West Coast Editor
About two months after starting a Phase III study with its pain drug bicifadine, DOV Pharmaceutical Inc. has launched another, as promised - this time with its anti-anxiety agent ocinaplon.
The Hackensack, N.J.-based company's stock (NASDAQ:DOVP) closed Tuesday at $17.69, down 40 cents.
Officials could not be reached, but DOV said the ocinaplon study will be carried out at about 45 centers, enrolling some 375 outpatients with generalized anxiety disorder (GAD), with a primary endpoint of statistically significant improvement as measured by the Hamilton Anxiety Rating Scale.
After a seven-day placebo lead-in, qualifying patients will be randomized into one of three groups and dosed over a 28-day period with one of three regimens: placebo, 30 mg of ocinaplon twice a day or 60 mg of ocinaplon once a day.
In two Phase II studies in which ocinaplon was administered for either 14 or 28 days, GAD patients given ocinaplon showed less anxiety to a statistically significant degree after one week. After four weeks, the magnitude of reduction was more than yielded in earlier studies with benzodiazepines, serotonin reuptake inhibitors or serotonin/norepinephrine reuptake inhibitors - all commonly prescribed for anxiety.
What's more, ocinaplon patients had no more daytime drowsiness than those on placebo, nor did their anxiety rebound when the drug was stopped, thus dropping the risk of dependency seen in some patients taking benzodiazepines. Ocinaplon selectively modulates a specific subset of GABAa (gamma-amino butyric acid) receptors that DOV believes are involved in anxiety mediation.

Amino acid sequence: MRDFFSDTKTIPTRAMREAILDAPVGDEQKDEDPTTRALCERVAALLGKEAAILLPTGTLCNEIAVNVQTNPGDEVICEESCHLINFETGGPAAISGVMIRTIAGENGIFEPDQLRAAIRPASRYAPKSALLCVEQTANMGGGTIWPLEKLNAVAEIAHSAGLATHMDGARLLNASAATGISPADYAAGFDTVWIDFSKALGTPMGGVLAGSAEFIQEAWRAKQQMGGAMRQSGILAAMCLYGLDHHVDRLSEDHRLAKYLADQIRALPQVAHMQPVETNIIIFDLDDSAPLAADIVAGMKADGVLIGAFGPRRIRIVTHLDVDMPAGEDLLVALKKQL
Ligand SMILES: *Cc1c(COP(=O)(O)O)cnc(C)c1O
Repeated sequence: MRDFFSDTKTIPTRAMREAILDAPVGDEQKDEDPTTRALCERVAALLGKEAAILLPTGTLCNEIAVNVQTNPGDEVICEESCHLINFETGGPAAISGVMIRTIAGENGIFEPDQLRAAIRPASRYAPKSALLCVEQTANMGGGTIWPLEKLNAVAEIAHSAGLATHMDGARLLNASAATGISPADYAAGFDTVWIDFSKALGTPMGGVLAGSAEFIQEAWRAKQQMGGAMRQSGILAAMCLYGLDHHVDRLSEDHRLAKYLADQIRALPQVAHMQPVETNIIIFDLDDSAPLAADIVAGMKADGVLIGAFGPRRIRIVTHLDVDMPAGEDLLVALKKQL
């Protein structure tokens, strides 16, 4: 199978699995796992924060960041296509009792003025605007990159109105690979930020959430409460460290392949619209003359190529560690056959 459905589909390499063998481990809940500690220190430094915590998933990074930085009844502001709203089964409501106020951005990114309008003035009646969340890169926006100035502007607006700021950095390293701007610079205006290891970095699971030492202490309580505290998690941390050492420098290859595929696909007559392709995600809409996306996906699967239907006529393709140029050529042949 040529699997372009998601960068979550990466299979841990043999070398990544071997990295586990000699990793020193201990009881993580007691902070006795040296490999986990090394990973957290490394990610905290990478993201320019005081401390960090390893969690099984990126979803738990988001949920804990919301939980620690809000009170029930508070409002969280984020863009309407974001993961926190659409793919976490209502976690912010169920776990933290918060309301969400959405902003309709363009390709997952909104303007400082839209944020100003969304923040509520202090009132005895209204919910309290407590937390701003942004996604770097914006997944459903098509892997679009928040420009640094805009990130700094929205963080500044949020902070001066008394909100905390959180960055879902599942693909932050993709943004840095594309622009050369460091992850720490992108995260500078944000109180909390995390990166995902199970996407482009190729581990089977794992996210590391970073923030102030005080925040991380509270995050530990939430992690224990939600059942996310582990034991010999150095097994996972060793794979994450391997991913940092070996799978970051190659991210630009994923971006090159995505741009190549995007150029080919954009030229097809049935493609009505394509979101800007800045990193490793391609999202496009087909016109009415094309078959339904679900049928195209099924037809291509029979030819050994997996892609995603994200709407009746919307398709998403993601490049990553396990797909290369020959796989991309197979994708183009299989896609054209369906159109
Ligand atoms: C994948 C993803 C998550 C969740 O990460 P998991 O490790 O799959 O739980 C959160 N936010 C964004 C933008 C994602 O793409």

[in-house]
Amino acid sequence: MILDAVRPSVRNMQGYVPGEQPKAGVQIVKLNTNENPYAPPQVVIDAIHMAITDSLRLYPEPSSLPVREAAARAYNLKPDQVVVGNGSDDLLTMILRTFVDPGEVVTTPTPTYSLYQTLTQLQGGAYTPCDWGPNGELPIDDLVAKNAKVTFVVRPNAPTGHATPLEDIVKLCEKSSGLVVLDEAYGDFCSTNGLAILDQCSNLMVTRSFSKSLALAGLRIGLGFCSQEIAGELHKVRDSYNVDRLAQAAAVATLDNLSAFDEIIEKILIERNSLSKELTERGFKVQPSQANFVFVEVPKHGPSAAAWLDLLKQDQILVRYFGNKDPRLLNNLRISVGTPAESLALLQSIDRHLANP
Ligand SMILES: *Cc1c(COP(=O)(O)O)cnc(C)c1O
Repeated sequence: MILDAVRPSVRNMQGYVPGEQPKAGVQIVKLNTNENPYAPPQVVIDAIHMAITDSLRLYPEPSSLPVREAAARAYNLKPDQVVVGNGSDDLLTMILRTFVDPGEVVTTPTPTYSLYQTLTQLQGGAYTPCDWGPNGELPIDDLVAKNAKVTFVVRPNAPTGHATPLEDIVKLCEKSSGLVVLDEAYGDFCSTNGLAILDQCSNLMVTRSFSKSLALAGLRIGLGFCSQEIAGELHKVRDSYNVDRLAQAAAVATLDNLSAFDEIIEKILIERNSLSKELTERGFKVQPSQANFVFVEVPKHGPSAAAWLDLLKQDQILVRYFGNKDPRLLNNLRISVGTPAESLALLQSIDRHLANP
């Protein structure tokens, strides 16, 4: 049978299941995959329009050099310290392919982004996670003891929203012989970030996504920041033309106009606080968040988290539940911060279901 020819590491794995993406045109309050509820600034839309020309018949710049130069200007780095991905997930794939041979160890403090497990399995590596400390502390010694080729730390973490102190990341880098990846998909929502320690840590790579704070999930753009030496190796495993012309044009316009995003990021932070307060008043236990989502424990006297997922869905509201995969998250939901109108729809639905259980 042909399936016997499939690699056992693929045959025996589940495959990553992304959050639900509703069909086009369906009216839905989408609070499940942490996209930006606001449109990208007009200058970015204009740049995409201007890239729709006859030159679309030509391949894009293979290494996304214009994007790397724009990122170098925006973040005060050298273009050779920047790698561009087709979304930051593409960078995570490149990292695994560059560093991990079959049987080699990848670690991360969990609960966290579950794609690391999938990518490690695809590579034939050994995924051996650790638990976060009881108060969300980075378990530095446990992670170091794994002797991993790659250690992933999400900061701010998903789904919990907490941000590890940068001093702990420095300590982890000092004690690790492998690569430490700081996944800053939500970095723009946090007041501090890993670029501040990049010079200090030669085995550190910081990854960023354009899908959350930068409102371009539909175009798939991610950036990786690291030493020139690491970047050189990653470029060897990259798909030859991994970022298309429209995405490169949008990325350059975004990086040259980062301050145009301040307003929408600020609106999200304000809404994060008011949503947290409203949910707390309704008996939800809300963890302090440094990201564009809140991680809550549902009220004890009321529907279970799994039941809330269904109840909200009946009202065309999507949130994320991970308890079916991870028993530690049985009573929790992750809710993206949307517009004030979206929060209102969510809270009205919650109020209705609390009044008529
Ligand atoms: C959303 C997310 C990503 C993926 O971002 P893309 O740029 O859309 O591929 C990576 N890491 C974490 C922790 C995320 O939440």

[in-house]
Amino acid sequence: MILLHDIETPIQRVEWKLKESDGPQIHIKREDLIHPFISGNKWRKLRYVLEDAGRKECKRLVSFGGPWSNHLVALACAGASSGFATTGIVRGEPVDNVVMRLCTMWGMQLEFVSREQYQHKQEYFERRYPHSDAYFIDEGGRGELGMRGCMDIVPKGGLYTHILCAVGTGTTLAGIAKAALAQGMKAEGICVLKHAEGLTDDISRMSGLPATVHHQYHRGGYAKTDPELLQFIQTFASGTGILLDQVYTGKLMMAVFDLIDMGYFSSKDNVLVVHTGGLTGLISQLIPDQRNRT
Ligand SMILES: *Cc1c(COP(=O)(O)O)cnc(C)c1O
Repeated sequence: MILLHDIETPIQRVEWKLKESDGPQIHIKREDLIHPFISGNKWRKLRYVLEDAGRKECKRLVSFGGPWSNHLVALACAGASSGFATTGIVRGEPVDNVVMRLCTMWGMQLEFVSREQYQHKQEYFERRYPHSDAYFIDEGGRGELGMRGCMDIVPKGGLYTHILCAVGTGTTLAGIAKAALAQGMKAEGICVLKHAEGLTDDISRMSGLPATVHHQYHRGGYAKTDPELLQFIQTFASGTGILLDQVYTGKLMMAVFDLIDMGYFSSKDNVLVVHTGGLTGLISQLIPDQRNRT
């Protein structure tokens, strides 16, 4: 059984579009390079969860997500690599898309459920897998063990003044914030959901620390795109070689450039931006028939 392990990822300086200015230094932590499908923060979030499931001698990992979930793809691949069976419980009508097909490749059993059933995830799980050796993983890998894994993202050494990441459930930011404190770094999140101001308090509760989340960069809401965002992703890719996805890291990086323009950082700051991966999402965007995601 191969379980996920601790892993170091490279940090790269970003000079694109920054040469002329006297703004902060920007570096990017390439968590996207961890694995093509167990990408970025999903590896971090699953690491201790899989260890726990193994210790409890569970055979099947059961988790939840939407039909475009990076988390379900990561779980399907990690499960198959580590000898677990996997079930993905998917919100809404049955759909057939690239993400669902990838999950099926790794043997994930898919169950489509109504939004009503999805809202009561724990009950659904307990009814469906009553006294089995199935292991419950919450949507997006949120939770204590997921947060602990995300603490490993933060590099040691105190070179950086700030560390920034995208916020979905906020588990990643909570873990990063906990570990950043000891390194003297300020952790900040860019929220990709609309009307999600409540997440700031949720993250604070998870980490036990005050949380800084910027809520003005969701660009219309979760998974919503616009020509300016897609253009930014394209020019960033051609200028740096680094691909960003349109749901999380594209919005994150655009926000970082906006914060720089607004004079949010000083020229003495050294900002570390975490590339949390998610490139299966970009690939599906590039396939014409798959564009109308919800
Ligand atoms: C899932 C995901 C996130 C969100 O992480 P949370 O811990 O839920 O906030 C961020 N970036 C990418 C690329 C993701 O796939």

GAD is just the first indication among anxiety disorders for which DOV is going after marketing approval. It's also the most common, with a lifetime prevalence of about 5 percent and about 15 million people afflicted in the U.S.
DOV said preclinical studies show ocinaplon produces an anti-anxiety effect at doses 20 times to 40 times lower than doses that produce sedation and muscle relaxation, and 10 times lower than doses that produce amnesia. The compound also was "15 times less likely than Valium to potentiate the sedating effects of alcohol," the company said.
This fall, DOV began the first of four pivotal trials of bicifadine, testing the drug in about 480 patients with moderate to severe acute pain following surgery to have their bunions removed. A new drug application filing is targeted for late 2006. (See BioWorld Today, Sept. 27, 2004.)
A previous member of the DOV portfolio was the subject of a success report this week. San Diego-based Neurocrine Biosciences Inc. said it submitted an NDA for the insomnia drug indiplon, licensed from DOV in 1998. The NDA is for modified-release tablets. Neurocrine submitted the application for immediate-release capsules in October. (See BioWorld Today, Oct. 20, 2004.)